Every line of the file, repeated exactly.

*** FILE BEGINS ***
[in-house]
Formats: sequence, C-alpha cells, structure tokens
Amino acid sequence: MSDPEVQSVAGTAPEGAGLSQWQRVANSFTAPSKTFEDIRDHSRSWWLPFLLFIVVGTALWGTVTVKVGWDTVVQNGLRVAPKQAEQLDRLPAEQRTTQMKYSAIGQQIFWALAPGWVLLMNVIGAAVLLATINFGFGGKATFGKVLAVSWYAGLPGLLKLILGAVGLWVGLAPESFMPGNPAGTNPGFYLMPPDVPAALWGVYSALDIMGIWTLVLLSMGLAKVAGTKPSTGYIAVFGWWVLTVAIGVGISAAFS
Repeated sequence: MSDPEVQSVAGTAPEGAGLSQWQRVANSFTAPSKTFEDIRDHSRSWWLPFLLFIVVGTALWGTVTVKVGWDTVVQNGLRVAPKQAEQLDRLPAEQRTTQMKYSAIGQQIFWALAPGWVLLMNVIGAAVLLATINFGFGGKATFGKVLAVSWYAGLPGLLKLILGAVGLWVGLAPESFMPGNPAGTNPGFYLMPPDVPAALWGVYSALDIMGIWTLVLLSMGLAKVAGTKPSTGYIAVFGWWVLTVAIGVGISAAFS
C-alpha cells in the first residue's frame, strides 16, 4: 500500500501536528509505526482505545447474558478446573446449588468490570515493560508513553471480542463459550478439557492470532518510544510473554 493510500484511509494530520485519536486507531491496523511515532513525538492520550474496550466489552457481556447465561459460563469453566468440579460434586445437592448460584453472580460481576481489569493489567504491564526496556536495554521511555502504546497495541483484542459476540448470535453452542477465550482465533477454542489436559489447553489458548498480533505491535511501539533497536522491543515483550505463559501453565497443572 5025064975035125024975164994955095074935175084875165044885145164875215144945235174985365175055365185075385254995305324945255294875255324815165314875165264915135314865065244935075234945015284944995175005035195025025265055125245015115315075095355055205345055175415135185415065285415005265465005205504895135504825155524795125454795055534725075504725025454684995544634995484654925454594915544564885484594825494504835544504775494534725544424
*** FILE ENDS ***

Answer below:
[in-house]
Formats: sequence, C-alpha cells, structure tokens
Amino acid sequence: MSDPEVQSVAGTAPEGAGLSQWQRVANSFTAPSKTFEDIRDHSRSWWLPFLLFIVVGTALWGTVTVKVGWDTVVQNGLRVAPKQAEQLDRLPAEQRTTQMKYSAIGQQIFWALAPGWVLLMNVIGAAVLLATINFGFGGKATFGKVLAVSWYAGLPGLLKLILGAVGLWVGLAPESFMPGNPAGTNPGFYLMPPDVPAALWGVYSALDIMGIWTLVLLSMGLAKVAGTKPSTGYIAVFGWWVLTVAIGVGISAAFS
Repeated sequence: MSDPEVQSVAGTAPEGAGLSQWQRVANSFTAPSKTFEDIRDHSRSWWLPFLLFIVVGTALWGTVTVKVGWDTVVQNGLRVAPKQAEQLDRLPAEQRTTQMKYSAIGQQIFWALAPGWVLLMNVIGAAVLLATINFGFGGKATFGKVLAVSWYAGLPGLLKLILGAVGLWVGLAPESFMPGNPAGTNPGFYLMPPDVPAALWGVYSALDIMGIWTLVLLSMGLAKVAGTKPSTGYIAVFGWWVLTVAIGVGISAAFS
C-alpha cells in the first residue's frame, strides 16, 4: 500500500501536528509505526482505545447474558478446573446449588468490570515493560508513553471480542463459550478439557492470532518510544510473554 493510500484511509494530520485519536486507531491496523511515532513525538492520550474496550466489552457481556447465561459460563469453566468440579460434586445437592448460584453472580460481576481489569493489567504491564526496556536495554521511555502504546497495541483484542459476540448470535453452542477465550482465533477454542489436559489447553489458548498480533505491535511501539533497536522491543515483550505463559501453565497443572 5025064975035125024975164994955095074935175084875165044885145164875215144945235174985365175055365185075385254995305324945255294875255324815165314875165264915135314865065244935075234945015284944995175005035195025025265055125245015115315075095355055205345055175415135185415065285415005265465005205504895135504825155524795125454795055534725075504725025454684995544634995484654925454594915544564885484594825494504835544504775494534725544424